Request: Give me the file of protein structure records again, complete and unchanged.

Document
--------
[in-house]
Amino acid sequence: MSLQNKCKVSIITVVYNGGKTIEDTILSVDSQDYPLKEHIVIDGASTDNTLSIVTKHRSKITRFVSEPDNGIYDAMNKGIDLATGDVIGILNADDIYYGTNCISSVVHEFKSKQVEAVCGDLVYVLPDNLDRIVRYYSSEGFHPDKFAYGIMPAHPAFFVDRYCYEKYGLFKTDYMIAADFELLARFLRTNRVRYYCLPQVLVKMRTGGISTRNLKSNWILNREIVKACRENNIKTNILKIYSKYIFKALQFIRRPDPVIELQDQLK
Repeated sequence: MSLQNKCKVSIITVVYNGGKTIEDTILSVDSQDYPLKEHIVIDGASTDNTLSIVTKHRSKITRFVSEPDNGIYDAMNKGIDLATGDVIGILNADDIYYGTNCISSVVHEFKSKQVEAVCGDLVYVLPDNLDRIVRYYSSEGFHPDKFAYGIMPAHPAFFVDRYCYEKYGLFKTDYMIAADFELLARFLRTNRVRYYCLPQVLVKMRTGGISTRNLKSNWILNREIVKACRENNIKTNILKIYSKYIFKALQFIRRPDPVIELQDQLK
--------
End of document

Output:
[in-house]
Amino acid sequence: MSLQNKCKVSIITVVYNGGKTIEDTILSVDSQDYPLKEHIVIDGASTDNTLSIVTKHRSKITRFVSEPDNGIYDAMNKGIDLATGDVIGILNADDIYYGTNCISSVVHEFKSKQVEAVCGDLVYVLPDNLDRIVRYYSSEGFHPDKFAYGIMPAHPAFFVDRYCYEKYGLFKTDYMIAADFELLARFLRTNRVRYYCLPQVLVKMRTGGISTRNLKSNWILNREIVKACRENNIKTNILKIYSKYIFKALQFIRRPDPVIELQDQLK
Repeated sequence: MSLQNKCKVSIITVVYNGGKTIEDTILSVDSQDYPLKEHIVIDGASTDNTLSIVTKHRSKITRFVSEPDNGIYDAMNKGIDLATGDVIGILNADDIYYGTNCISSVVHEFKSKQVEAVCGDLVYVLPDNLDRIVRYYSSEGFHPDKFAYGIMPAHPAFFVDRYCYEKYGLFKTDYMIAADFELLARFLRTNRVRYYCLPQVLVKMRTGGISTRNLKSNWILNREIVKACRENNIKTNILKIYSKYIFKALQFIRRPDPVIELQDQLK